July 15th, 2021 – MANHATTAN, New York: In the Spanish Harlem section of Manhattan, underneath an on-ramp to the Triboro Bridge, sits an encampment of off-duty Latino app-delivery workers. Their goal is to ensure the safe passage of colleagues, those who are working the late-night shift peddling food deliveries across the Willis Avenue Bridge into and out of the South Bronx.
The group is called El Diario de los Deliveryboys en la Gran Manzana (Translated: Diary of the Delivery Boys in the Big Apple). Their leader is Cesar Solano, originally from Mexico and an app-delivery worker, since just prior to the start of and throughout the Covid-19 pandemic, explained that the bridge was known for frequent and, at times, violent armed robberies of delivery workers. Because the Bronx-side of the footpath is poorly lit and tunnel-like, it makes the riders easy prey for muggers in a blind alley.
Solano states that since the start of the operation a month ago, there has only been one incident of a biker being attacked. The footpath has otherwise been peaceful. But work is still needed to make the path secure, which is very isolated and uncomfortable to ride on at night. Solano hints to working with local police as a way to figure out a response that results in a solution. However, for now their nightly operation will go on as long as needed.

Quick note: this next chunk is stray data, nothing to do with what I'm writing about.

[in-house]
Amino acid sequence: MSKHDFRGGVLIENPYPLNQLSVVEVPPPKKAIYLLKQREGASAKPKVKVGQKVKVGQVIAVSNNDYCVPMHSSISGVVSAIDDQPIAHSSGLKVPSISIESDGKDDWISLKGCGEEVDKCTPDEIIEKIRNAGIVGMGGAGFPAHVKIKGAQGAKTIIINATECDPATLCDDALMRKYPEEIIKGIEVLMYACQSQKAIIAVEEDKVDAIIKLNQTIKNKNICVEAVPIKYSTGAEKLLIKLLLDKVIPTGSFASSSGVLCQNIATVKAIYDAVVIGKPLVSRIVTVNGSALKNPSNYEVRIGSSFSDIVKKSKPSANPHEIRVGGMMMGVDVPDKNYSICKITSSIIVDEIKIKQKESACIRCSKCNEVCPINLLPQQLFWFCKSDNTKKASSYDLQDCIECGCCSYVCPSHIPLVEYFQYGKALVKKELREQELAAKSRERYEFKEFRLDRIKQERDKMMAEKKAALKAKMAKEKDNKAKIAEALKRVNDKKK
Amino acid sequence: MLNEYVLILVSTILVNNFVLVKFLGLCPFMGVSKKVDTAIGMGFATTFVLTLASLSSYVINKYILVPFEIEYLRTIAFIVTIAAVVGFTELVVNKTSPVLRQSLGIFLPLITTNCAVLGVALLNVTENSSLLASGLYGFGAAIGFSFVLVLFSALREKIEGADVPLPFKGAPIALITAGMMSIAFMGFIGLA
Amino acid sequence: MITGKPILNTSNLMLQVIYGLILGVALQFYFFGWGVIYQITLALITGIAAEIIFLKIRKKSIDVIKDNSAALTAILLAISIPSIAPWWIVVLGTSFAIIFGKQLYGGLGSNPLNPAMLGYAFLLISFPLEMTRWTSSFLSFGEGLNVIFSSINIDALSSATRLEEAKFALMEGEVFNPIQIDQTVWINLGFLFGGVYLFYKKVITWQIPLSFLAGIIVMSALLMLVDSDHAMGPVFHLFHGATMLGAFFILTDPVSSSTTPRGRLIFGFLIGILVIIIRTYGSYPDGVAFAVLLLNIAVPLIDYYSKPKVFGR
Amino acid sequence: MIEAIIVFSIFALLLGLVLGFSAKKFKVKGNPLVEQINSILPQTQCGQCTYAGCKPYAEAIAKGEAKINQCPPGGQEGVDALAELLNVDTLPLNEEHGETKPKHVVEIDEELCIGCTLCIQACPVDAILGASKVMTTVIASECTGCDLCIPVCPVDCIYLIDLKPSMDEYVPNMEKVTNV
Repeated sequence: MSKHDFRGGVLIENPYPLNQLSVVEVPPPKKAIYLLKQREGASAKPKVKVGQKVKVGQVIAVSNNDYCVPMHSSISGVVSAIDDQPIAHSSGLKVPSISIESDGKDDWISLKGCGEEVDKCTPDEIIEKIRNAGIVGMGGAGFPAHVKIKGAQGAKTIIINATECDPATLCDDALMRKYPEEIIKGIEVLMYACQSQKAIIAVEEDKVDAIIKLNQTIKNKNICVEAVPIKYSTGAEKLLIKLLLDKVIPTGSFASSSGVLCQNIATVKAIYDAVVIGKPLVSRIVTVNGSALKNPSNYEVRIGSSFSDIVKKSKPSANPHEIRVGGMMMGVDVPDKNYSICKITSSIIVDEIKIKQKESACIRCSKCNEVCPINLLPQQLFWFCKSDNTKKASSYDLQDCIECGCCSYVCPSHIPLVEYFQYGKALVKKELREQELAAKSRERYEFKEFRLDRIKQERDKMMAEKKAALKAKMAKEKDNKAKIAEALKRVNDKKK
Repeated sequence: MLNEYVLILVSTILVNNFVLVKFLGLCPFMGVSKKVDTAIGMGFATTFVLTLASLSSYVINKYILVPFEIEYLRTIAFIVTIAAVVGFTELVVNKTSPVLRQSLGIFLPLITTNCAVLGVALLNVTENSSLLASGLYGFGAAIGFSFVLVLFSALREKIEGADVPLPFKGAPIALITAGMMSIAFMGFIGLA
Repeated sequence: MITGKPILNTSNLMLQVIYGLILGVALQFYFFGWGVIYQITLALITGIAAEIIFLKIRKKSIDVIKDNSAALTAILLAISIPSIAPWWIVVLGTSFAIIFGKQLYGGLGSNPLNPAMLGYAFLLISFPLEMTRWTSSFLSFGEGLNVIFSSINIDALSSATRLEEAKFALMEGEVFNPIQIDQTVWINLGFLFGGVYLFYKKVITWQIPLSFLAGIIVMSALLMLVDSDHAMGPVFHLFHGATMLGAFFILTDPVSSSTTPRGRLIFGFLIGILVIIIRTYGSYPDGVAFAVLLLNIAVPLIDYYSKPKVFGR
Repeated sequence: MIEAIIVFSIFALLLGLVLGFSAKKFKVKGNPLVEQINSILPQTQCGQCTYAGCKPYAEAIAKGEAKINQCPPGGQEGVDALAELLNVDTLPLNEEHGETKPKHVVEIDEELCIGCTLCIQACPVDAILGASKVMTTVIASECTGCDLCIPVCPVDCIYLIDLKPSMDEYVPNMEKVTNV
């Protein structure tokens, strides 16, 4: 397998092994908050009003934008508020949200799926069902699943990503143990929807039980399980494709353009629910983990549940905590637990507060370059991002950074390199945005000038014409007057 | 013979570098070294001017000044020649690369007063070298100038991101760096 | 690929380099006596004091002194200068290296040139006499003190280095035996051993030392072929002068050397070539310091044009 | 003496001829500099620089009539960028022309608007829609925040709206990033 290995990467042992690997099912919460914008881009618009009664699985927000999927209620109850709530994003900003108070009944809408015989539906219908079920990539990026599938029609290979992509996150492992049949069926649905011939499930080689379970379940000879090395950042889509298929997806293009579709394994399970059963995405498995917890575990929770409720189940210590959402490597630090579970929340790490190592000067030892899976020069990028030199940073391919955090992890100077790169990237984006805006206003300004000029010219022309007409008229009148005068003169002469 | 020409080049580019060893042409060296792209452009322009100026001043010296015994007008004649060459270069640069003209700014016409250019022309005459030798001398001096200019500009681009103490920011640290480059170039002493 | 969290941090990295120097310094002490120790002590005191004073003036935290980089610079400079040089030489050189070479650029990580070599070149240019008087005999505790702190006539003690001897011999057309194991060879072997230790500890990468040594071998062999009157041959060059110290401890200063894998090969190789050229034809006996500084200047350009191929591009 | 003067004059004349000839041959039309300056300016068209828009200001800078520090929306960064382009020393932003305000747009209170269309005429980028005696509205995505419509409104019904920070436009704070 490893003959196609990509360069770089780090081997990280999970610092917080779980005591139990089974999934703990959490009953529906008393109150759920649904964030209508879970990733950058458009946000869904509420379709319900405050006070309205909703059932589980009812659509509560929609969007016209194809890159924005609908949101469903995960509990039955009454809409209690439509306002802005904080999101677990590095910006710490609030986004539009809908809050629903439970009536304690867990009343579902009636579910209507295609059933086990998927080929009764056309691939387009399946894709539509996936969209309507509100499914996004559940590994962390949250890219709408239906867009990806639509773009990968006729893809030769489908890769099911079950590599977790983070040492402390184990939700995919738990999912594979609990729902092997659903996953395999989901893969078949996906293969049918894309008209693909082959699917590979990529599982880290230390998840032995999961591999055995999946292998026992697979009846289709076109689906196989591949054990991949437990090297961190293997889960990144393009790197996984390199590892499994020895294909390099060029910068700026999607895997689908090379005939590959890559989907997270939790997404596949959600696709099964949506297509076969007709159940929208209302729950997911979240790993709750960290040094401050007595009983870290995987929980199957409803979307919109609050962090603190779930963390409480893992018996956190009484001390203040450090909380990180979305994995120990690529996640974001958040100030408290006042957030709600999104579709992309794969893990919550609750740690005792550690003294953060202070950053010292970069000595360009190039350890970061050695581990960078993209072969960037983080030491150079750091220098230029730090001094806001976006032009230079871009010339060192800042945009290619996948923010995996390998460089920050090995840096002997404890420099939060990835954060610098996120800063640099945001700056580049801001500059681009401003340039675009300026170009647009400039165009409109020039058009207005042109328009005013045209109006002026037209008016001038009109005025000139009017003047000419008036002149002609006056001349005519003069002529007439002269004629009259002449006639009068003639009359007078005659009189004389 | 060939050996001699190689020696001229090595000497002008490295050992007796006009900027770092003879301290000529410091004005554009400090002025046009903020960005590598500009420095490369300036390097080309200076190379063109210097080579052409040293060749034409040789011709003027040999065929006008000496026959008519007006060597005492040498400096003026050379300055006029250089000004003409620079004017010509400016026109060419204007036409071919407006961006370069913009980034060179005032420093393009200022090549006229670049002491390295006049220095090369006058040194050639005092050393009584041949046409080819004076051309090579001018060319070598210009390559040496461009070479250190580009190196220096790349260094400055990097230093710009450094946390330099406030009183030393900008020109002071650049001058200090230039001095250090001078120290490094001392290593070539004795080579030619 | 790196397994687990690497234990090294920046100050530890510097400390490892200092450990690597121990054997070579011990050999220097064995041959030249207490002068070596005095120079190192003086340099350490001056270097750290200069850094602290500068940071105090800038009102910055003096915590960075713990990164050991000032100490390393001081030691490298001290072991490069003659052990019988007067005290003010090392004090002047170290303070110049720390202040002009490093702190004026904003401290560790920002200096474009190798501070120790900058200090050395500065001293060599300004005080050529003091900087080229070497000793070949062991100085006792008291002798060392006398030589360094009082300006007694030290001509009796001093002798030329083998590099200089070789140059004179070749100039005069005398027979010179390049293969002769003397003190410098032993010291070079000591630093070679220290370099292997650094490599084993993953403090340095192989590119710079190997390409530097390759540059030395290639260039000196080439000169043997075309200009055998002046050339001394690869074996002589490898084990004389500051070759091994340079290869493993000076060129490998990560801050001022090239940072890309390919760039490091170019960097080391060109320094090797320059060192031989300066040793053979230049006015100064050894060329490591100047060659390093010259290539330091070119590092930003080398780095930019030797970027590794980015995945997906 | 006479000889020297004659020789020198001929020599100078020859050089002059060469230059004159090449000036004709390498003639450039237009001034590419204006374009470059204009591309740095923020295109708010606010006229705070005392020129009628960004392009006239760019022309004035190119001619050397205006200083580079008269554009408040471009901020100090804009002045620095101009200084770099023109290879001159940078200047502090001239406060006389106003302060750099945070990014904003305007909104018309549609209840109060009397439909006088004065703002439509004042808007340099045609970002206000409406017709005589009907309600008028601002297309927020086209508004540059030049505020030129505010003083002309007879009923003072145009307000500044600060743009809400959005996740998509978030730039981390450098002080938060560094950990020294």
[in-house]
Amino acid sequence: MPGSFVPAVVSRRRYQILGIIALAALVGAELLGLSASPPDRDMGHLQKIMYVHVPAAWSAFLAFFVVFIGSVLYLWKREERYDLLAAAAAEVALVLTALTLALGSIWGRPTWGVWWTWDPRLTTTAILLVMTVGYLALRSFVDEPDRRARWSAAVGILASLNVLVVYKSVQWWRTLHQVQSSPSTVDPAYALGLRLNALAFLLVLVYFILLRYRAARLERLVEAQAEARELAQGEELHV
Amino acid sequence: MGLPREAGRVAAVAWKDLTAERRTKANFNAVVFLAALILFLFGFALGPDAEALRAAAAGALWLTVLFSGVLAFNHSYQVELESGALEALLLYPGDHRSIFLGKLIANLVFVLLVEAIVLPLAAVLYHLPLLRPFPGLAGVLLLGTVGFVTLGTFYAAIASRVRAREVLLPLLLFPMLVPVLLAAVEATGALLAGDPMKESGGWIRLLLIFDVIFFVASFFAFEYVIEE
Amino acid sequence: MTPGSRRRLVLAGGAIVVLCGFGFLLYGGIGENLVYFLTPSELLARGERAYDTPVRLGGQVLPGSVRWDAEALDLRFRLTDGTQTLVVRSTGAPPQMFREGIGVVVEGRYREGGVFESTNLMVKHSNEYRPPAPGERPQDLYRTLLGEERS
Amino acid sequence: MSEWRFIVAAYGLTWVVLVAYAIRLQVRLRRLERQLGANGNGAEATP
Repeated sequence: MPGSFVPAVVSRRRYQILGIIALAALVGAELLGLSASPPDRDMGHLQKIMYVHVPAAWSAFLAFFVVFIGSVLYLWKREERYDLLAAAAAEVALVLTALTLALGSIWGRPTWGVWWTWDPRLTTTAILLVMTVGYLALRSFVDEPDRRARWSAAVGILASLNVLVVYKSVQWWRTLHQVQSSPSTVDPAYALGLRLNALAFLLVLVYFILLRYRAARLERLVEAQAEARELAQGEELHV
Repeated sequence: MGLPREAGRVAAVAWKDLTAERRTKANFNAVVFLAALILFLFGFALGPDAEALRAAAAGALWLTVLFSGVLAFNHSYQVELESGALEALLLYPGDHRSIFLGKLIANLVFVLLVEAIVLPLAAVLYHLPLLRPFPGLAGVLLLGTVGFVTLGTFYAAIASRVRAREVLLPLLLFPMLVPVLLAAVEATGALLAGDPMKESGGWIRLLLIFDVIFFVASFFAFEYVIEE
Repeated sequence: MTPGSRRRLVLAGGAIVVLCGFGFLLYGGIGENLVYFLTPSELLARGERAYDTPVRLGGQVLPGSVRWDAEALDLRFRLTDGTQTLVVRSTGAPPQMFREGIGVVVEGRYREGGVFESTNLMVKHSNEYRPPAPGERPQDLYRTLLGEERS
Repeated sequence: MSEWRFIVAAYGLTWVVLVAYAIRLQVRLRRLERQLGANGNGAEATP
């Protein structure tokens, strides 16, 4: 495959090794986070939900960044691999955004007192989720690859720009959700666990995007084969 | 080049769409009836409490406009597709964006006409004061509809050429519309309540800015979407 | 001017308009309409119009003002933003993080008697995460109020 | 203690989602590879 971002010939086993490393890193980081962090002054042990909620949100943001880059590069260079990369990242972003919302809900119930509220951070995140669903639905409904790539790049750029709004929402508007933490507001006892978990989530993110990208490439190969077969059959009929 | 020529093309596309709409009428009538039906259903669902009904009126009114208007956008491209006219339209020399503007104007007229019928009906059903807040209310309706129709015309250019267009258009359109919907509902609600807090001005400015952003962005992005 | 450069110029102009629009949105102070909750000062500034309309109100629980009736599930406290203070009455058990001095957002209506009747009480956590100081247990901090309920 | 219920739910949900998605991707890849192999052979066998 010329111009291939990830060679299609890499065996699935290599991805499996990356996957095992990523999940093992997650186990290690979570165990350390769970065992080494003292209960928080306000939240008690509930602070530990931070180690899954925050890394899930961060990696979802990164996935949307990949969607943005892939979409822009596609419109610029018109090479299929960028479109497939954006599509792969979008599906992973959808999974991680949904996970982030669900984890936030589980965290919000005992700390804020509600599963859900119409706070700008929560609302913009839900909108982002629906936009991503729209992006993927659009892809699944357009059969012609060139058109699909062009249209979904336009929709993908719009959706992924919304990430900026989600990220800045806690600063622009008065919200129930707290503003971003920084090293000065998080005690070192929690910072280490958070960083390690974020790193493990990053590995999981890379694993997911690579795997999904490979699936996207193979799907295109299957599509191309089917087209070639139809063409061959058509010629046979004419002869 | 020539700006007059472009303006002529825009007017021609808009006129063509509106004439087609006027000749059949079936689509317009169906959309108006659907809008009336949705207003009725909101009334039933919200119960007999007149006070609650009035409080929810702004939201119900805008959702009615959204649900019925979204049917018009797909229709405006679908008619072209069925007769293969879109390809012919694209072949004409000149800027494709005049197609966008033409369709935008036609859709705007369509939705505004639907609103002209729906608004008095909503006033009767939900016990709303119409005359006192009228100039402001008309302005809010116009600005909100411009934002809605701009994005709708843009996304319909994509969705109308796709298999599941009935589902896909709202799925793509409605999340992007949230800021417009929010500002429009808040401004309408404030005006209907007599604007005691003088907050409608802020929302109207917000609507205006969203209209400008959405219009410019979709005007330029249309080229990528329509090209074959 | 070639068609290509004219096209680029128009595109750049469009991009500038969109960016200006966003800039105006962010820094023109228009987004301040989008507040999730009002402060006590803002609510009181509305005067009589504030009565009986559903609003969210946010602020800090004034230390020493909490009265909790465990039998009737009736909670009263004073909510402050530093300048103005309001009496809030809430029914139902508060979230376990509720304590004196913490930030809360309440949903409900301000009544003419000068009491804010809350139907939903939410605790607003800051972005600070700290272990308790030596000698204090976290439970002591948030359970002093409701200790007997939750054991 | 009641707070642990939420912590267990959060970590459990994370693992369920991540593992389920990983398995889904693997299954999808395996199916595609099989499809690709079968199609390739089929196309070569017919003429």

The group works solely off the help of volunteers. They give out donated hot food — home cooked or store bought — either by the workers or supportive families that live nearby.
The safe passage operation is only a part in a bigger picture of a rise in community action amongst app-delivery workers in New York City who have long been the target of violent robberies, which at times have been fatal.
Such as in the case of the attempted e-bike robbery shooting death of Francisco Villalva Vitinio this past April. Vitinio was gunned down in a school playground at 108th street and 3rd Avenue, located in the same Spanish Harlem community as the safe passage initiative.
E-bikes are often targeted by would-be robbers because of their resale value on the street. The cost of a new electric bike can range anywhere from the high hundreds to a few thousand dollars. This can net the robber a hefty return and the victim, often low-wage and immigrant, a severe and devastating economic blow.
Video by Dakota Santiago (FreedomNewsTV)